Apart from that, please cheer up on this great holiday. You and I agree that habitable land is a scarce resource on earth and should be used wisely if life on earth is to be sustainable for humans.

    Having watched the destruction brought on by wasteful government policies, I trust the free market and individual choice to do a better job.

    It is a given that earth’s population will most likely increase by several more billion before leveling off. That is out of your control, as it should be. Where will they live? Will they live in more spread out single use peanut butter suburban subdivisions gobbling up millions more acres of land?

    I would submit that in a free market, more of them will live in dense settlement patterns. Why? Because more density is almost always the highest and best use for property owners, developers, and infrastructure providers. There are exceptions, and the richest people will always be able to waste what they want. At least in a free market, the wasteful land practices of large lot low density residential living will not be subsidized by zoning restrictions that artificially limit competition for scarce resources.

    100 working poor people could pool their land acquisition dollars and buy 1 acre for a 50-unit apartment building next to Tysons Corner, except zoning limits development to 1 housing unit per acre. If each working poor couple paid only $40,000 toward land costs, they could bid 2 million dollars for that acre of land. Instead some rich CEO and spouse buy the lot for 1 million dollars and build a 12,000 square foot mansion.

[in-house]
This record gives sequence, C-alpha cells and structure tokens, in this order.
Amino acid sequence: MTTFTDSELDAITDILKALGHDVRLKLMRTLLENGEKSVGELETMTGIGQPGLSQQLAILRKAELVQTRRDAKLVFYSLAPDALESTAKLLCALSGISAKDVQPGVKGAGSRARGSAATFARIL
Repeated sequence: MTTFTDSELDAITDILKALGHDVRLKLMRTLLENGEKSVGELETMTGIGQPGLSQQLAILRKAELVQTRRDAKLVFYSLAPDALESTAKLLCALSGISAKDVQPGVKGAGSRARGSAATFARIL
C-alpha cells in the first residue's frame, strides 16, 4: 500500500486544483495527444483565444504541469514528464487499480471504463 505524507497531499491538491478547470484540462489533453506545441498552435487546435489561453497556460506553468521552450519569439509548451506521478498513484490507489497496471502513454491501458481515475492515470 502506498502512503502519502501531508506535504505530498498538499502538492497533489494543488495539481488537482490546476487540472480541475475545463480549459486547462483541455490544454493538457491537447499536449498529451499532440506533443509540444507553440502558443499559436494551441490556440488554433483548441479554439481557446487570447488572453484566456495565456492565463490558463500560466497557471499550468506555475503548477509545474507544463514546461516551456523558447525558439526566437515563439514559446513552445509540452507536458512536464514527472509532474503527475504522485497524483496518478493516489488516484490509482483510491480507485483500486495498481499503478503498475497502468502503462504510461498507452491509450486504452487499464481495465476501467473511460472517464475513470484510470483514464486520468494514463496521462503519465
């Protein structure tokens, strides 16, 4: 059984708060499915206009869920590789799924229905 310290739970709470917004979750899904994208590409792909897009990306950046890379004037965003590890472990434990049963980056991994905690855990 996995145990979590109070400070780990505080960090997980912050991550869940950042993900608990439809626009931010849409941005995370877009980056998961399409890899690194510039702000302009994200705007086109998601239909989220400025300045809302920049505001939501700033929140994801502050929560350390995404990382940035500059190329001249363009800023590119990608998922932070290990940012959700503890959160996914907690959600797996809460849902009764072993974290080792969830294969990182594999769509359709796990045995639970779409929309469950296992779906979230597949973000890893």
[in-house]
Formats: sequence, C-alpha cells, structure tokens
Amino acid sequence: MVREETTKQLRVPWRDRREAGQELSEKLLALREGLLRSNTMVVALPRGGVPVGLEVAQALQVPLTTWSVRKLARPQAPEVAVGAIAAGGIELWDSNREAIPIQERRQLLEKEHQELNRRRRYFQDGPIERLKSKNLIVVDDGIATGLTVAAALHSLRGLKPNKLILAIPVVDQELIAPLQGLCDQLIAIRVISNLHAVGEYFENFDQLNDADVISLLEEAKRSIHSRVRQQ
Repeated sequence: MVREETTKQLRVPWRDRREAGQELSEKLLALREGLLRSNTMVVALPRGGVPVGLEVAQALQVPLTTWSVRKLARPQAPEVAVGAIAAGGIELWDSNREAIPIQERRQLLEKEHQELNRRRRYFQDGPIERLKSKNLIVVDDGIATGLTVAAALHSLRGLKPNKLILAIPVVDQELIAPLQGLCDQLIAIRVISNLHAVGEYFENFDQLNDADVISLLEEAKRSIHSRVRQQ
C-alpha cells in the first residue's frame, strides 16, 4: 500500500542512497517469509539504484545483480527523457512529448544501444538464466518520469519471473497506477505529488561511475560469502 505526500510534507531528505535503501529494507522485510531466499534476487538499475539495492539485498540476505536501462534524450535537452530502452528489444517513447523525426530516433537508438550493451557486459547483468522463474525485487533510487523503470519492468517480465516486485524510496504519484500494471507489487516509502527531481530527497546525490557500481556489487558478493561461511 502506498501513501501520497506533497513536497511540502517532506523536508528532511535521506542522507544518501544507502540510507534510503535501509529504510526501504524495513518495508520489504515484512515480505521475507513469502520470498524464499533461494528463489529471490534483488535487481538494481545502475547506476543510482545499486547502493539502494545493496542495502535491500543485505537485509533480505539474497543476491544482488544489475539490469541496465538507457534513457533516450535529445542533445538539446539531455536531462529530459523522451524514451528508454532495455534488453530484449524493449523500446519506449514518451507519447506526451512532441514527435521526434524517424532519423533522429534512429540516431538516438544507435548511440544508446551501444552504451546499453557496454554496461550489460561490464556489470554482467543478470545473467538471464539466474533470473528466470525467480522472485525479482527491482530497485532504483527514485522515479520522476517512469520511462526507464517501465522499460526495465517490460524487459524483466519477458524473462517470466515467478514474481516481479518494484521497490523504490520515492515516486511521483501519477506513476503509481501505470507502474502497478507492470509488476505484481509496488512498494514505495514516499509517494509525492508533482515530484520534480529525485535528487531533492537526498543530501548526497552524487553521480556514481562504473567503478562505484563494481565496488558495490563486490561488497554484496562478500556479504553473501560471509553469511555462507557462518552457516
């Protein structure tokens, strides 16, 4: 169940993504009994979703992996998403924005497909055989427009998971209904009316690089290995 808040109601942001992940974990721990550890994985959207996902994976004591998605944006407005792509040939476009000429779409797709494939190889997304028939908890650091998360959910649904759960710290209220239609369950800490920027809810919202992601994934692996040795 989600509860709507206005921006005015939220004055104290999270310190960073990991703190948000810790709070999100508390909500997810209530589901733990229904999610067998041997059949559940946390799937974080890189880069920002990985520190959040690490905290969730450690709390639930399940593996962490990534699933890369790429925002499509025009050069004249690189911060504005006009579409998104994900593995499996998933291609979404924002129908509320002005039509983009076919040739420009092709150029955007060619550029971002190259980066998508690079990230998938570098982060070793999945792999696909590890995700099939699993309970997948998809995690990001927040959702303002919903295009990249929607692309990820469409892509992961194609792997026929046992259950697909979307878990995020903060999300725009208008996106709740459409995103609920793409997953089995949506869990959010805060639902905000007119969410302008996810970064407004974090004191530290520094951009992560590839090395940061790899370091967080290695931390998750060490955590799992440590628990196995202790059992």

The CEO gets subsidized at the expense of the landowner who is forbidden by law to sell the land for its most productive use. The CEO is also subsidized by the 50 working poor couples who are denied the opportunity to compete for land on which to build housing. Such land in or near major employment centers is clearly a scarce resource. The working poor are shut out by law from competing for the right to live in vast areas of the Washington DC region.

    All of this leads to the “Autonomobility” and energy crisis you so decry.

    Are we really so far apart?

  17. Groveton Avatar

    The Zip Code for Tyson’s Corner is 22102.

    A quick trip to shows just under 200 residences either for sale or rent in that zip code.

    89 of the 200 are either condos or townhomes – mostly condos.

    The belief that Fairfax County has zoned all the land around Tyson’s Corner in 1 – 5 acre minimum lots is a myth.

    This myth can be debunked by using a simple internet query or by driving through Tyson’s Corner and seeing all the multi-unit dwellings.

  18. E M Risse Avatar
    E M Risse

    Those who claim that there is no limit to accessible energy and no reason to be concerned about the trejectory of consumption have as much credibility as Al-Zawahiri.

    In case you missed it he says that the defeat of the West is imminent.

    Groveton is right there are a many condos for sale near Tysons Corner.

    What there is not, however are actions by the public or private sector to evolve Balanced Communities.

    Without Balanced Communities there is no hope of evolving a sustainable future.